By Zach Strohecker and Matthew DeForest, Dec. 7, 2021
On Nov. 17, the Academic Senate’s Executive Committee heard a proposal to clarify the definition of Cal Poly Pomona’s hybrid courses offerings, hoping to allow more student flexibility and prevent the university from submitting a substantive change form for accreditation.
The proposal, put forward by Eden Haywood-Bird, interim chair of the Early Childhood Studies Department, would make 50% in-person classes the minimum for a non-distance learning course. This distinction is meant to keep CPP consistent with its current accreditation. As hybrid courses are currently operating at the university, they are all categorized as distanced learning.
According to the university’s fall 2019 accreditation report by the Western Association of Schools and Colleges, written before the pandemic, “CPP provides a variety of online major and general education courses, but does not currently offer any degrees in a distance education modality.”
The current modality definition restricts departments and professors in how they teach the courses offered. This accreditation is where the conflict arises between the hybrid modality definition and the degrees CPP offers.
“So, if you are 50% or more in a distance learning modality you are supposed to be accredited as a distance learning program, of which there are none of on our campus right now,” said Haywood-Bird. “If you are non-distance you can have up to 49% distance learning modalities.”
WASC provides the accreditation of courses and degrees offered at CPP and other colleges in California. Under WASC, hybrid courses are currently considered distance education rather than face-to-face education courses.
Most classes offered at CPP today have some form of a hybrid component. However, due to the requirements of CPP’s accreditation under WASC, no more than 49% of a student’s degree program can be offered under the distance education definition.
The confusion surrounding hybrid courses currently being offered and how often classes are required to meet in person has been a top issue for students at CPP. Some students found the modality for classes unclear when registering and were unsure what format classes would take until the first meeting.
“I didn’t want any hybrid; I wanted all in-person,” said biology student Diego Castaneda. “The ones that I picked I wanted to be in-person, but they figured to be hybrid. I don’t plan to take any more hybrid or online courses. They told me if it had a classroom, it’s in-person, but some of them look to be hybrid.”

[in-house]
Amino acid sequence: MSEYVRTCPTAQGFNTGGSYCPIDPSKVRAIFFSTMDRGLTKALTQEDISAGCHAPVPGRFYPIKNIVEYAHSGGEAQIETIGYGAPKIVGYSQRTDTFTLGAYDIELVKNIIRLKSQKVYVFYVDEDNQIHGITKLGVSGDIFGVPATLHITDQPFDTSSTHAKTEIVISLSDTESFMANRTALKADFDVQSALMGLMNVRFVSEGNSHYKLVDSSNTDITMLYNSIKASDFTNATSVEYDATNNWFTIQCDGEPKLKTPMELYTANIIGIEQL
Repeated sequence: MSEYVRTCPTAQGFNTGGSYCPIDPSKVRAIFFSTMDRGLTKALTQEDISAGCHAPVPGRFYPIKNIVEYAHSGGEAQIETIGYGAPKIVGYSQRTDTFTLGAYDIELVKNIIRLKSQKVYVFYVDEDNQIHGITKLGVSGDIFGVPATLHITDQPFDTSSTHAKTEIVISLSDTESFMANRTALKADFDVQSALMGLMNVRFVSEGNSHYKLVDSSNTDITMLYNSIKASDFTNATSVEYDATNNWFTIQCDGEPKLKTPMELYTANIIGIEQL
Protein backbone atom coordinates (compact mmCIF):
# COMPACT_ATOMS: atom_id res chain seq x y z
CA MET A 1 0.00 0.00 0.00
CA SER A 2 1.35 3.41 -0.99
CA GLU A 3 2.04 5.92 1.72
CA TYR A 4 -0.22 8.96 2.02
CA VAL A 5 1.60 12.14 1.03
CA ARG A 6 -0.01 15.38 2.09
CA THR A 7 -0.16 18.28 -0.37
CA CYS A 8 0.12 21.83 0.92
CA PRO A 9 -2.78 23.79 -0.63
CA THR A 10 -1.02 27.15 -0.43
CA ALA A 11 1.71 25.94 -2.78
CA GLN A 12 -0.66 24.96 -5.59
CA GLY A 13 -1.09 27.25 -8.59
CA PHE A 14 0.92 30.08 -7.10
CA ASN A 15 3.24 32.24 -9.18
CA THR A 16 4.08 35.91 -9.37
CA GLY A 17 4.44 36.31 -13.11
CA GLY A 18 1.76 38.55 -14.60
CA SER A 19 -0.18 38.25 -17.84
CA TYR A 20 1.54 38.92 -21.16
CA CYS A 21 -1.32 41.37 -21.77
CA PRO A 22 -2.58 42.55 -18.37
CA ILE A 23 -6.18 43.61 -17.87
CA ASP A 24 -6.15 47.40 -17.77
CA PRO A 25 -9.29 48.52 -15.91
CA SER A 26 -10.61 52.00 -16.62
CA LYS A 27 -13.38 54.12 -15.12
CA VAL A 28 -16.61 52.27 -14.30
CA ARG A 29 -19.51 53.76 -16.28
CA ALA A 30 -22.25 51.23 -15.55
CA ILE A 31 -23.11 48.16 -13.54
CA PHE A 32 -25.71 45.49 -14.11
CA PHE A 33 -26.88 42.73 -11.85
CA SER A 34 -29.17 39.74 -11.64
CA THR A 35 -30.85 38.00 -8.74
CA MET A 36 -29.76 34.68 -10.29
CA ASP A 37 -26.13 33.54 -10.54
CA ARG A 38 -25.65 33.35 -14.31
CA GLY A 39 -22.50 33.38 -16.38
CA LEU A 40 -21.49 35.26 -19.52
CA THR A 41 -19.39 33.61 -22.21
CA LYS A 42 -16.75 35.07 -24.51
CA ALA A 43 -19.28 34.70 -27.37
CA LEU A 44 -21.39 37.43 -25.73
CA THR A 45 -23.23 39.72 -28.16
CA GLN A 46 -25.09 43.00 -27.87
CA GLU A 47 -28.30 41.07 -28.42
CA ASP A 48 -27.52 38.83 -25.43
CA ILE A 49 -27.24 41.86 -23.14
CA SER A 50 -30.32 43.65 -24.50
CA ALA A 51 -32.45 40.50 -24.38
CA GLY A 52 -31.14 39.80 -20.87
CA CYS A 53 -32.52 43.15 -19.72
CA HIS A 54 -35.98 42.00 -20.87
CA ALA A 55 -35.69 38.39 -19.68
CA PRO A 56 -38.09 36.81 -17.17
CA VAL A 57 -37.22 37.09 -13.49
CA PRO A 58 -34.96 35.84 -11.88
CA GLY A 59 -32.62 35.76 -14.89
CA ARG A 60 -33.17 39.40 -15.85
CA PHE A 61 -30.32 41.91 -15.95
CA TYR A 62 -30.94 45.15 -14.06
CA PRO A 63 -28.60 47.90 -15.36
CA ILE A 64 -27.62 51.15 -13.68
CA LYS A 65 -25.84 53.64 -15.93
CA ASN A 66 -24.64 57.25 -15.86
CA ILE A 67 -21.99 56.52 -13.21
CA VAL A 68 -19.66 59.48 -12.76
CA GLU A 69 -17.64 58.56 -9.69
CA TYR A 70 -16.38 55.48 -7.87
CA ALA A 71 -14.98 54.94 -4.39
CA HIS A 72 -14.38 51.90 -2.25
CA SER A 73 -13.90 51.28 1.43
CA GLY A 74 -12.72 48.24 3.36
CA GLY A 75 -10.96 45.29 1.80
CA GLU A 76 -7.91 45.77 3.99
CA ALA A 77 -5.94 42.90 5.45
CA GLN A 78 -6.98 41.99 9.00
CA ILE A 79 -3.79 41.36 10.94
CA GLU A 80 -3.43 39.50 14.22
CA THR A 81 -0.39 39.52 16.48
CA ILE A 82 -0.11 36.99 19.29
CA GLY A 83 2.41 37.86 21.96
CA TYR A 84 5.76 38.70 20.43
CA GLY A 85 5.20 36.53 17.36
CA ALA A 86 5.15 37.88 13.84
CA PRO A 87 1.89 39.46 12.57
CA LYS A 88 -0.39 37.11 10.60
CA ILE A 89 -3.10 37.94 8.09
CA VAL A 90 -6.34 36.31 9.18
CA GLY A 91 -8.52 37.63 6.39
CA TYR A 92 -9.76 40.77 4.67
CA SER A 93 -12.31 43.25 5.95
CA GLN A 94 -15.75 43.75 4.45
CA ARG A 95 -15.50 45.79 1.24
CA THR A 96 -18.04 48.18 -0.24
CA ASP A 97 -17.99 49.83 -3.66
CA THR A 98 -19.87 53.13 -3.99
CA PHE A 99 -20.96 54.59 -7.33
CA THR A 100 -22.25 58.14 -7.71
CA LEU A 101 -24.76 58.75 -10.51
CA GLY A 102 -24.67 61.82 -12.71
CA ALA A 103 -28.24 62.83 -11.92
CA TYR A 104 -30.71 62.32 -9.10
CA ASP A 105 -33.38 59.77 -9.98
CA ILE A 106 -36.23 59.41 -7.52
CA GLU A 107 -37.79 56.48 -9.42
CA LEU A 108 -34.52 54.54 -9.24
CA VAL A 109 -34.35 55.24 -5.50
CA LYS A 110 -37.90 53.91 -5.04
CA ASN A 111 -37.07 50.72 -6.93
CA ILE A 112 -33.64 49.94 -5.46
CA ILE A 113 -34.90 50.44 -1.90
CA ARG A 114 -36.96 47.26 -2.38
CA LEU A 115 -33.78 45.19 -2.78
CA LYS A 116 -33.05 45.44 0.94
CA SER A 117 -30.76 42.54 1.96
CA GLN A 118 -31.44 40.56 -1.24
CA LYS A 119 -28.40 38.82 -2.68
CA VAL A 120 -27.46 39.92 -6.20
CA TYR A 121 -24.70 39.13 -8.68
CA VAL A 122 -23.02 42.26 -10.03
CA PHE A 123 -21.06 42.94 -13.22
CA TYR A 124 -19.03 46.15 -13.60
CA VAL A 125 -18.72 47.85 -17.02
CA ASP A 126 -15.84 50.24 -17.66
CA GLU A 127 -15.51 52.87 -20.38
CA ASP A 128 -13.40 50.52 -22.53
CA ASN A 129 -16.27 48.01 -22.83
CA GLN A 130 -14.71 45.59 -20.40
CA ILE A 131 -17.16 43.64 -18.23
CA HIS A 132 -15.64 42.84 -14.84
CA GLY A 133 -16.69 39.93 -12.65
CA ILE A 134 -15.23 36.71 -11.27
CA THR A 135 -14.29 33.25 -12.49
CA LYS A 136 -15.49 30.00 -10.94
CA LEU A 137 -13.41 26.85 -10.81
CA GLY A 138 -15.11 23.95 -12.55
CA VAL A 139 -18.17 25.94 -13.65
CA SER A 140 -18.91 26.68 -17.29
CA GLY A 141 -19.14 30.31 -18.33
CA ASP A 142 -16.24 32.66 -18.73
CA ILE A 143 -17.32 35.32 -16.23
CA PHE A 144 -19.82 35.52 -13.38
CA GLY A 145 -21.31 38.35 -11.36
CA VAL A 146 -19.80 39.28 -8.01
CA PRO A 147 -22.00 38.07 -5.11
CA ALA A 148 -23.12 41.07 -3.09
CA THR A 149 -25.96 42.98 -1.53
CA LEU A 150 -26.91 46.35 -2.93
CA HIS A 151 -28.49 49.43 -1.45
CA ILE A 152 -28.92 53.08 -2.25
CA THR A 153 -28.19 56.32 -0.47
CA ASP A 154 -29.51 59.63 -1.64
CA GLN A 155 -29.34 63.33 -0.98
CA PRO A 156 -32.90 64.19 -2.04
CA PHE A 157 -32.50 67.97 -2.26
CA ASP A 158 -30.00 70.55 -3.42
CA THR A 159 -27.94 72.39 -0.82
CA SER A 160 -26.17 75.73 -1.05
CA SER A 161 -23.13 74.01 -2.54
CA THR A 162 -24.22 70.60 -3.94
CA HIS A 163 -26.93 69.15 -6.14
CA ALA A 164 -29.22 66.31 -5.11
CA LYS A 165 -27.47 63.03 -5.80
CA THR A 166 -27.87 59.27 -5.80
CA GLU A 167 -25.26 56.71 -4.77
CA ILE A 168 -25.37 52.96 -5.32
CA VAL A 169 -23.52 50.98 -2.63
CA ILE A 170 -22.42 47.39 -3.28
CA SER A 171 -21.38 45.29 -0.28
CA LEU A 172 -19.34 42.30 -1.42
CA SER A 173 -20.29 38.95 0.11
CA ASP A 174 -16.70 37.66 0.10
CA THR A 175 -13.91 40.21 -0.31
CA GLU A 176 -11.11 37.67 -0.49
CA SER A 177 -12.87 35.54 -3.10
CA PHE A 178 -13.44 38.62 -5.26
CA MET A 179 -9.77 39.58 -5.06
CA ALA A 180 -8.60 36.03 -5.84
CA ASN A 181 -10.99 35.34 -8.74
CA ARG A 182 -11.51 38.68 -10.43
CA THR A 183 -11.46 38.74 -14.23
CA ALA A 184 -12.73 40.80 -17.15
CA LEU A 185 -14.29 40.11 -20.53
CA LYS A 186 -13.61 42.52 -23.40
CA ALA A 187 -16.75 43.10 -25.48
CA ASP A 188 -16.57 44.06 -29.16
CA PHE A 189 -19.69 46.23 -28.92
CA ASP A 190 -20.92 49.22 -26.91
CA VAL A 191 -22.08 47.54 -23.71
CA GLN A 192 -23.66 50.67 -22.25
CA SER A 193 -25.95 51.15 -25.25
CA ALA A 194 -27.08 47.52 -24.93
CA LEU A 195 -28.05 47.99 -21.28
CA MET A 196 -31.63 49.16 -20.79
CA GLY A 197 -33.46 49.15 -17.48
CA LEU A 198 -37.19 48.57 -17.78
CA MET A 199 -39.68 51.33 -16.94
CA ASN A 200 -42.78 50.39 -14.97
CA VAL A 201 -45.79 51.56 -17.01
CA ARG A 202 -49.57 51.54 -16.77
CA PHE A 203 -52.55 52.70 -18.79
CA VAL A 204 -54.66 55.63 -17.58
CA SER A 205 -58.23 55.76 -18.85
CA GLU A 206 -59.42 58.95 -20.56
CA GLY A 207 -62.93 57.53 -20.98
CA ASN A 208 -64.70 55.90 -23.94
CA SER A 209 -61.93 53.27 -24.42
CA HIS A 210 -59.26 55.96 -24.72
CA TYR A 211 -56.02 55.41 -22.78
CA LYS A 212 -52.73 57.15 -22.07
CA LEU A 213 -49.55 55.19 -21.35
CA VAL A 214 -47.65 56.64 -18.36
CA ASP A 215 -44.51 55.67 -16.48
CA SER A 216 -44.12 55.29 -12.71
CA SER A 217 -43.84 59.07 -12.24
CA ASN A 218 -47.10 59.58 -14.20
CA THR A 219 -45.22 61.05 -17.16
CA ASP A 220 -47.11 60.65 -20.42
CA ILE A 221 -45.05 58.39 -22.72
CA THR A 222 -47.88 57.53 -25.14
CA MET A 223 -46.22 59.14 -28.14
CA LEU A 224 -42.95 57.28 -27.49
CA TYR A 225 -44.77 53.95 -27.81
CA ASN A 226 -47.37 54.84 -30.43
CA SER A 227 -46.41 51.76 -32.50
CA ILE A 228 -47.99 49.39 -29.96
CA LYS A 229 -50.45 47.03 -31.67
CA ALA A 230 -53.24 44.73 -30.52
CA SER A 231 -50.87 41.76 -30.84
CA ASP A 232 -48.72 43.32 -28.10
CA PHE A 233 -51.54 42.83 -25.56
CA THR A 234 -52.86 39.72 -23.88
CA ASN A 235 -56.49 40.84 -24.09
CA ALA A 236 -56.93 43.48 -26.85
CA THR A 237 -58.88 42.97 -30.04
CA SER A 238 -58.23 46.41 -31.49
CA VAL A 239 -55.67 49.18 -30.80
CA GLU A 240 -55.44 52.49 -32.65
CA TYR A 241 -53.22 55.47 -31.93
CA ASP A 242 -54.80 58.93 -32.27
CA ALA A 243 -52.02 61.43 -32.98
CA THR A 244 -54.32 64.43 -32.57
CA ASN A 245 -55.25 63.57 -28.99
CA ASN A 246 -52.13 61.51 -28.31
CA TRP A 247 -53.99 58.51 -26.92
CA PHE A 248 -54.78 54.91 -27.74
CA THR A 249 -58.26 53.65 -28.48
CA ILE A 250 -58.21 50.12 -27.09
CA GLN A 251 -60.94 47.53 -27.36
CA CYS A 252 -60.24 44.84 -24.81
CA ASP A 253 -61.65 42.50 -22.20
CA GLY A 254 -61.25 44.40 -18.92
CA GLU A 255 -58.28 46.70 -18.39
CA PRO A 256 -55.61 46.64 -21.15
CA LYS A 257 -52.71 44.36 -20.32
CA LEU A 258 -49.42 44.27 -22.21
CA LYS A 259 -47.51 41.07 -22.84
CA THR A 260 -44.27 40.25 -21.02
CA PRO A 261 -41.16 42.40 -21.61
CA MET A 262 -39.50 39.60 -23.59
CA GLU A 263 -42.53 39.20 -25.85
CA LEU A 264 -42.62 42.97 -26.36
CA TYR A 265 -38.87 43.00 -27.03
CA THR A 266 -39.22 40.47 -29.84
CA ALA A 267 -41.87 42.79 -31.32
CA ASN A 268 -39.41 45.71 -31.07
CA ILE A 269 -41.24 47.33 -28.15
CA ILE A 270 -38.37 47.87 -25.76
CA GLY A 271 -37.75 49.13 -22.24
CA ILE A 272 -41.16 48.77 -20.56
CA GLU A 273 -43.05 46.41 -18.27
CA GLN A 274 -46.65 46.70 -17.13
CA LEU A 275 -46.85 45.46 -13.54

Most departments offered only a few sections of a given course and sometimes only one. This scarcity of class offerings has created conflicting ideas between faculty and students about modality and academic demands of a class.
Haywood-Bird was concerned the current definition of hybrid courses does not allow for the course flexibility students desire.
“Some students want to do hybrid; some students want to be fully face to face,” said Haywood-Bird. “Let’s say all Psychology 1000 courses are now sorted into the distance learning bucket, you no longer have the choice as a student to take it hybrid or fully face-to-face because now they are all considered this distance learning modality.”
As COVID-19 restrictions relaxed and more students were allowed back onto campus, a strong desire to step away from Zoom and participate in in-person instruction has emerged.
“I feel like with the in-person classes you feel more engaged, and it’s more helpful as opposed to being online,” said sociology student Kimberly Rodriguez.
Without a change in the current hybrid modality definition, Haywood-Bird worries changing CPP’s overall accreditation would be a labor intensive and time-consuming process the university cannot currently handle.
“I know in my department we don’t have the capacity to do that right now, we just don’t have the faculty, we don’t have the time. It’s a ton of work, I mean the president has to sign it,” said Haywood-Bird.
Having been presented to the Executive Committee, the referral will now go through the approval process. Two detailed readings will be conducted by the committee before a vote is held on whether the referral will be approved and sent to President Soraya Coley. If the president gives her approval, then the contents of the referral will be sent to the Academic Senate for implementation.
Feature image courtesy of Nick Morrison
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